This is a tough time for hybrids. Gas prices are down, the fuel economy of other vehicles is rising steadily, and the aged Toyota Prius is now six years old and on the verge of replacement.

So perhaps it's not surprising that one maker quietly withdraws a hybrid from its lineup--and a low-volume one at that.

The 2016 Volkswagen Touareg, the German maker's largest and priciest SUV, no longer includes a Touareg Hybrid in its model range this year.

DON'T MISS: 2011 Volkswagen Touareg Hybrid: First Drive Review (Feb 2011)

Toyota, Honda, Hyundai-Kia, and Ford are persisting with their hybrid models. And General Motors is about to relaunch with the 2016 Chevrolet Malibu Hybrid--using the same underlying technology as on its Chevy Volt plug-in hybrid.

But German makers have never been enthusiastic about conventional hybrids, and virtually all of their efforts now are going toward plug-in hybrids instead.

2011 Volkswagen Touareg Hybrid

2011 Volkswagen Touareg Hybrid

Moreover, the Volkswagen Touareg is getting close to the end of its current generation, which first went on sale for 2011. Eliminating a low-volume variant is a no-brainer.

The next Touareg will be a vehicle using some of the same underpinnings as the 2016 Audi Q7 recently introduced in Europe, and coming to the States within the year.

ALSO SEE: European Buyers To Skip Over Hybrids, Go Straight To Plug-Ins

For 2015, the Volkswagen Toureg Hybrid was rated at 21 mpg combined (20 mpg city, 24 mpg highway).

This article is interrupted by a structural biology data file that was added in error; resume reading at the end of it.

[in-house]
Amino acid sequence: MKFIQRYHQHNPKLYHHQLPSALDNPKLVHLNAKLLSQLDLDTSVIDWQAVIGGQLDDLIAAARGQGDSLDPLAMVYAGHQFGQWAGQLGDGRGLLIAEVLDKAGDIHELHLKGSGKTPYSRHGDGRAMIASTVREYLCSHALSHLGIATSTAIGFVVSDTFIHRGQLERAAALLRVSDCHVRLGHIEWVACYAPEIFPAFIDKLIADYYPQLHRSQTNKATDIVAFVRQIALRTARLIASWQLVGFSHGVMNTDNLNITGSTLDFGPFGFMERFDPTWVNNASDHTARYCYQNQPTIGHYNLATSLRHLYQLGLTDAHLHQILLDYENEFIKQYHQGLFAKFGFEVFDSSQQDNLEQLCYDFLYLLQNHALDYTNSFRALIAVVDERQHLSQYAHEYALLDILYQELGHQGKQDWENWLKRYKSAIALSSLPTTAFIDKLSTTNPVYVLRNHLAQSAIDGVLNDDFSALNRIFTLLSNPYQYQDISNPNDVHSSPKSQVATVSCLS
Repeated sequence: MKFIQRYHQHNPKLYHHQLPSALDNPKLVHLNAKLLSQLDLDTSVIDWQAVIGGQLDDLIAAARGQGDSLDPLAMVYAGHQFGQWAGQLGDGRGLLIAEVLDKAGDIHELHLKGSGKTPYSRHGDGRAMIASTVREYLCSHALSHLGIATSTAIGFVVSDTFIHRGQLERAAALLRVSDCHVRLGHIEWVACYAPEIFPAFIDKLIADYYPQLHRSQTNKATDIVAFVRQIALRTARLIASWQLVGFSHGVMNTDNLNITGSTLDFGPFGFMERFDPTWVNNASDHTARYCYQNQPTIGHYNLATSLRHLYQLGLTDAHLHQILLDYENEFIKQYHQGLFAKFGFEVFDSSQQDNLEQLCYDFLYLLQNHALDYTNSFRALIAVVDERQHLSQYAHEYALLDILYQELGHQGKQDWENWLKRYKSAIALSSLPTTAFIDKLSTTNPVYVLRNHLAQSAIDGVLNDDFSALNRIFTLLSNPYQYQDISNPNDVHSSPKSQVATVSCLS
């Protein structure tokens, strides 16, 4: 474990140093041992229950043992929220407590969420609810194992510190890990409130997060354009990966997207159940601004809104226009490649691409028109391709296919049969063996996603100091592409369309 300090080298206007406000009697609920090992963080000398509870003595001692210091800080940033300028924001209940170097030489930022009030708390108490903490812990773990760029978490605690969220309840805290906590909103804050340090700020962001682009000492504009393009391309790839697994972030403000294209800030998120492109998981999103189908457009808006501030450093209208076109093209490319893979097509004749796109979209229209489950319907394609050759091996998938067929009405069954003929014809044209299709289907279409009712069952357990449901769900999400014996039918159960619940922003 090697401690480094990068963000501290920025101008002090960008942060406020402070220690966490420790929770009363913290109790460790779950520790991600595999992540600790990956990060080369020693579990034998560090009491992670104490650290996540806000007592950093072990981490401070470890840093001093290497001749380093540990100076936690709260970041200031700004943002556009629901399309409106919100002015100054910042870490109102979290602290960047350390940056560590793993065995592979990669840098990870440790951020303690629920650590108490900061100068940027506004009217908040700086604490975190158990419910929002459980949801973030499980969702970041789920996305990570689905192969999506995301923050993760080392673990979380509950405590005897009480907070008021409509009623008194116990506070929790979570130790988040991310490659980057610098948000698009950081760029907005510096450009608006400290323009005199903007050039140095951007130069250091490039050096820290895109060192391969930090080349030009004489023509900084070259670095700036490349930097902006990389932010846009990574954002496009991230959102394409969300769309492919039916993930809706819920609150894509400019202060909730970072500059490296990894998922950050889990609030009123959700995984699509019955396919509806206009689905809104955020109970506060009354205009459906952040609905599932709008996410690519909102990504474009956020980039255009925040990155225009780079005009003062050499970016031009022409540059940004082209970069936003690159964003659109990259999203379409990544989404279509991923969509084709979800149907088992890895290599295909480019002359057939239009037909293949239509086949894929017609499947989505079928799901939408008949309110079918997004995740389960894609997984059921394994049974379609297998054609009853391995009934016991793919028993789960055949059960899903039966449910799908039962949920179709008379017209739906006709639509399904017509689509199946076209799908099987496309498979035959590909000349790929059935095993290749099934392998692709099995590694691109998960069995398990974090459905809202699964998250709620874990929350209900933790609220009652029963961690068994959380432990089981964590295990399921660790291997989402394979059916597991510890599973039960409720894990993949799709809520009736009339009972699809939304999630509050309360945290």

The bulk of its advantage came on the city cycle, as its combined rating was only about 10 percent higher than the standard VW Touareg at 19 mpg (17 mpg city, 23 mpg highway).

2011 Volkswagen Touareg Hybrid

2011 Volkswagen Touareg Hybrid

The hybrid Touareg also sat side-by-side on showroom floors with the Toureg TDI diesel, whose fuel efficiency ratings were higher yet: 23 mpg combined (20 mpg city, 29 mpg highway).

And for 2016, the diesel Touareg numbers went up slightly, to 24 mpg combined (21 mpg city, 29 mpg highway). Perhaps that was the coup de grace.

MORE: VW Touareg Hybrid Tops $100,000 in Europe, $30,000 More Than Diesel (Mar 2010)

Volkswagen is expected to launch additional hybrid models over the next five years, however, in order to meet its Corporate Average Fuel Economy requirements.

VW sells very few trucks in the U.S., so more of its model lineup has to improve in efficiency at a higher annual rate. Cars must improve by 5 percent a year, versus 3 percent for trucks.

2011 Volkswagen Touareg Hybrid

2011 Volkswagen Touareg Hybrid

Meanwhile, the Volkswagen Touareg Hybrid can be added to a growing list of low-volume German hybrid models that were offered for a few years, never made much impact, and then quietly exited the market.

That list includes models from BMW and Mercedes-Benz than spanned both luxury sedans and various crossover utility vehicles.

RELATED: Five Used Hybrid Cars To Consider Steering Clear Of (Jul 2012)

Audi, which offered an A6 Hybrid in Europe for a few years, never ended up offering that model here--although its Q5 Hybrid is still on sale for 2016, at least nominally.

As for the departed Touareg Hybrid: Orphan used SUV, anyone?


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